“Shit!! Shit!! You’re shit, Reds!”
And you thought Boston fans were demanding arseholes? Tell that to the vein-popping racialist who, after chastising Kevin Austin for having the audacity to parade about in his NON-WHITE skin like he FUCKING OWNED THE PLACE, decided to boo his own team after 93 minutes of a ten month season after they were beaten by a ludicrously fortunate Kevin Holsgrove winner in injury time, a goal that had five Boston fans scaling the perimeter fence with delight and another (it looked like Scotty Walds) waving his top over his head and risking serious sunburn in the process.
“Bloody rubbish! Shit!” yelled the spittle-flecking Workington fan. He’d turned to his friend as Holsgrove’s winner dribbled pathetically over the line and asserted it was ‘the worst goal he’d ever seen, and on that he was probably right. Boston’s fortune could be seen in Jason Lee’s arched eyebrows and cheeky grin after the final whistle. But it was just that: an unexpected three points for United, and a very unlucky defeat for the Reds. For all the fan’s anger, his side had comfortably repelled United’s makeshift attack and it was only a freak pinball incident and a harsh penalty decision that saw his side trudging off with nothing to show for their shift. Hardly worthy of condemnation.
But opening day can bring out the worst in people, and little wonder. It’s a day when hopes and expectations are brutally crushed; a day when fans up and down the country realise that their side hasn’t suddenly stopped being average over the summer. Ask Grimsby supporters. However, opening day 2011/2012 was a unique experience for Boston fans: they got to travel to Borough Park and actually see a pitch made of grass. Hope you got lots of photos for the album, kids.
Other sightseeing opportunities? United travelled on the day in their brand new coach which, if Twitter is to be believed, is segregated by coolness, unlike the BUSA bus. It’s still the best coach in the league, but all those hours crammed on it can’t have been good for Mikel Suarez, for he took to the field and immediately suffered a twanged leg-string that will see him sidelined for a few weeks. He was replaced by Julian Joachim, who suffered an injury of his own later on, necessitating today’s signing of Lawrie Dudfield.
With that reshuffle, United’s targetman-based gameplan was gone, and instead what ensued was a lively, if ultimately futile, battle of the back-lines, with Boston pinned back in their own half for the first twenty minutes until they eventually figured out that Kevin Holsgrove would work as a wide outlet.
The new signing already has ‘cult status’ written all over him, if only for his impressively bonkers decision to commute from the Wirral, and his candidacy for the affections of the Town End was boosted by a lively performance that helped relieve some of the pressure on United’s defence.
Speculative long-range punts aside, stalemate looked the most likely outcome as the half drew to a close, but with impsTALK in the queue for a coffee and a lukewarm cheeseburger, Joachim smacked a shot that hit Kyle May on the arm. And, despite what the official rules of football say about handballs having to be deliberate, every fan, pundit and match official knows that a ball striking an arm in the penalty area is a foul because That’s Just The Way It Is.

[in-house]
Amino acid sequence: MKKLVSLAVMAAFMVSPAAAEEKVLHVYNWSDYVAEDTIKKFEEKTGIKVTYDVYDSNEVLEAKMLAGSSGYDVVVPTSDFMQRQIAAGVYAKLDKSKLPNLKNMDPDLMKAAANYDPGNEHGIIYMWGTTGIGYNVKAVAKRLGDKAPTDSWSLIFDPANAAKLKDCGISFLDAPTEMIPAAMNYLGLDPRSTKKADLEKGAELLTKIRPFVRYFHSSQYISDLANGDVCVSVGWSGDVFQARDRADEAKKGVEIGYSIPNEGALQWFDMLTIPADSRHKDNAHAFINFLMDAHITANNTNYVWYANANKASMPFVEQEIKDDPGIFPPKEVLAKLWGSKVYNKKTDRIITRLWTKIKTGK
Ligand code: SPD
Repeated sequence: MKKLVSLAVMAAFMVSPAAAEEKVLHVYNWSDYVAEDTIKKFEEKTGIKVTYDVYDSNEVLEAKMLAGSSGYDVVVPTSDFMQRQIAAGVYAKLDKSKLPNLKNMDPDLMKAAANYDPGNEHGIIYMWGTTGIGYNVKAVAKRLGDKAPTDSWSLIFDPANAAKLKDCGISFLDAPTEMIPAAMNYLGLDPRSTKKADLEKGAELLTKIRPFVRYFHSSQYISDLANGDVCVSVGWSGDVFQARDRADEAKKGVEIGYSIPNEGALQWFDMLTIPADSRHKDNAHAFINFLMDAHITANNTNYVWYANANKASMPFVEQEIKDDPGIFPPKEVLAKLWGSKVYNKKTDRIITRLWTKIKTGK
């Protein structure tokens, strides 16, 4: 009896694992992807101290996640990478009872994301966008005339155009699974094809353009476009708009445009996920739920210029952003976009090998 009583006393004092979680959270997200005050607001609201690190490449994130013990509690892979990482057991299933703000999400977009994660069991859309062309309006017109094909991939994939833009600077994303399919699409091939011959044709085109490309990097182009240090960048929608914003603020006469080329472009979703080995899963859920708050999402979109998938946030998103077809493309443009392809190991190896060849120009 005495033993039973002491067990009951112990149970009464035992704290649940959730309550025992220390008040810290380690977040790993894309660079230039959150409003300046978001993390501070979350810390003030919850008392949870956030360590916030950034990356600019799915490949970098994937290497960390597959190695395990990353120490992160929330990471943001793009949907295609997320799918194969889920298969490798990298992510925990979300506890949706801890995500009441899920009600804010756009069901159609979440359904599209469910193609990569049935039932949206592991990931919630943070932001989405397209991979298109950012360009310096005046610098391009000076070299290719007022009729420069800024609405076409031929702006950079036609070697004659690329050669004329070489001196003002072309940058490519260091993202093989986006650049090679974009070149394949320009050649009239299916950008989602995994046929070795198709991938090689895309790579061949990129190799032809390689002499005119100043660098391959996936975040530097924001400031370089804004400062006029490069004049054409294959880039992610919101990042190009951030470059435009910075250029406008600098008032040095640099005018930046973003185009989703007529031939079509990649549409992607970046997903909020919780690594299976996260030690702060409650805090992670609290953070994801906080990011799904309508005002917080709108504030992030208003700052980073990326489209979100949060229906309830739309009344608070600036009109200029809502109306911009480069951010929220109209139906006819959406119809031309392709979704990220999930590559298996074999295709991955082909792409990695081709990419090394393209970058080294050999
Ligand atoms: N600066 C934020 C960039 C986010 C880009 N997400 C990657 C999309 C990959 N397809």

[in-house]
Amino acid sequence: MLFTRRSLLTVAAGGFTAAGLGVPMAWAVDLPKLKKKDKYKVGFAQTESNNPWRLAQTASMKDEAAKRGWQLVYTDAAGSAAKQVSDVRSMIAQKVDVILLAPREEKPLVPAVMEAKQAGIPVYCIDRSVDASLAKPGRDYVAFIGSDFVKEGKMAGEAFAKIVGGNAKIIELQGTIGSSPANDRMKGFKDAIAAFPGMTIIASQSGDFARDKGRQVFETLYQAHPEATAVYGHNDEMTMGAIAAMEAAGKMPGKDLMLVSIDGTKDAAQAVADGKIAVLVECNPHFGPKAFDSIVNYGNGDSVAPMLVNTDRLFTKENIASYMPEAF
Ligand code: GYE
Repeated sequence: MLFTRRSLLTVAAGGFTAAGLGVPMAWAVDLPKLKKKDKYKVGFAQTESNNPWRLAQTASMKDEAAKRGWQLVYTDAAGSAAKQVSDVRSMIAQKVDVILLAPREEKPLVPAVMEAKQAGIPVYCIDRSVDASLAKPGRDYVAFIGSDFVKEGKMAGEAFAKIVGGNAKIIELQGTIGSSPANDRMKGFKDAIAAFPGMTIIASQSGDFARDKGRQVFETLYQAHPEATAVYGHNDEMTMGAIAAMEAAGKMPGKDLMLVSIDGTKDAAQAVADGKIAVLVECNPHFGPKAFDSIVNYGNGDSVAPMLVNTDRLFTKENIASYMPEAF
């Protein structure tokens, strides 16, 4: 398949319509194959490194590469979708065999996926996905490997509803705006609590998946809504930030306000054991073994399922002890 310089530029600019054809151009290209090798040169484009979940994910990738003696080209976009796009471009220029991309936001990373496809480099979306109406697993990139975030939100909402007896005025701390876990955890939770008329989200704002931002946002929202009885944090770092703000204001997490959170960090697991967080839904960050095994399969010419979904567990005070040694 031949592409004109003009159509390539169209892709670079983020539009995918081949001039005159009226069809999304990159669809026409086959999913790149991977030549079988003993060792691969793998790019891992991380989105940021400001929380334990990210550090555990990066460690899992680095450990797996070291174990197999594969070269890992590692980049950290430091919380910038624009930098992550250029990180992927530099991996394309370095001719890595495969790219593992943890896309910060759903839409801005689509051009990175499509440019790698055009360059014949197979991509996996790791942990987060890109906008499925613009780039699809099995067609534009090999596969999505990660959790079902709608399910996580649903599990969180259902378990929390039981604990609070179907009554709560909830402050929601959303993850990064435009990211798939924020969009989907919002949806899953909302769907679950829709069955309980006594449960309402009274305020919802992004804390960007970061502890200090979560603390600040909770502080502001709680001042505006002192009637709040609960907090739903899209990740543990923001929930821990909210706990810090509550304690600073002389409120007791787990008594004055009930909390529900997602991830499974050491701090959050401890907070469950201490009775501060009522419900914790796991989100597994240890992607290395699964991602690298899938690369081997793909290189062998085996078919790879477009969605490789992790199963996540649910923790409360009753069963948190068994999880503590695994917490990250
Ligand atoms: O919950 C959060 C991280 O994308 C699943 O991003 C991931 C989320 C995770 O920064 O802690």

Holsgrove stepped up, scored the penalty, and promptly retreated to the dressing room with the rest of the players for a chat with his manager and a half-time orange. Workington returned for the second-half desperate to level things up and immediately began pressing United back. They had to get past Kevin Austin first, however, and while United’s defender wasn’t making any friends on the pitch he certainly played a vital role in blunting their advances.
Until, that is, twenty minutes from time when – who else? – Kevin Holsgrove pushed Lee Andrews over in the box, conceding a penalty that was, in all honestly, more of a cert than Boston’s. Arnison’s penalty was a beauty, smashed high and hard to Bastock’s right. You don’t save those.
United pressed forward in the final minutes, and, as the game entered injury time, Holsgrove worked into some space and unleashed, from a preposterous distance, a spectacularly hopeless shot that rolled, very slowly, into the grateful arms of Aaron Taylor, eliciting frustrated grumbles from United fans. If Holsgrove heard those moans, he certainly wasn’t deterred from repeating the trick a couple of minutes later, this time on the left of the penalty area. His shot from outside the area was equally as rubbish, except this time it took a deflection and reluctantly spun goalwards as Taylor sank to the ground helplessly, watching in horror as the ball rolled slowly into the net.
So – a fortunate three points. United, by their own admission, didn’t play well but, it has to be said, nor did Workington. And it is often said that the best sides can play poorly and steal the points – after a mixed pre-season with doom-laden predictions of regression, this will surely not be lost on Pilgrims fans.
Man of the match: Kevin Austin
Tempting as it is to hand it to Holsgrove for such an encouraging debut, his winner was a bit like Prince William’s seduction of Kate Middleton: a real ‘how the fuck did he do that?’ moment. Plus he conceded a penalty. Meanwhile, Austin’s powerful, and at times niggling, presence helped limit Workington to token efforts on goal, setting United up to be in a position to nick the points. Bosh.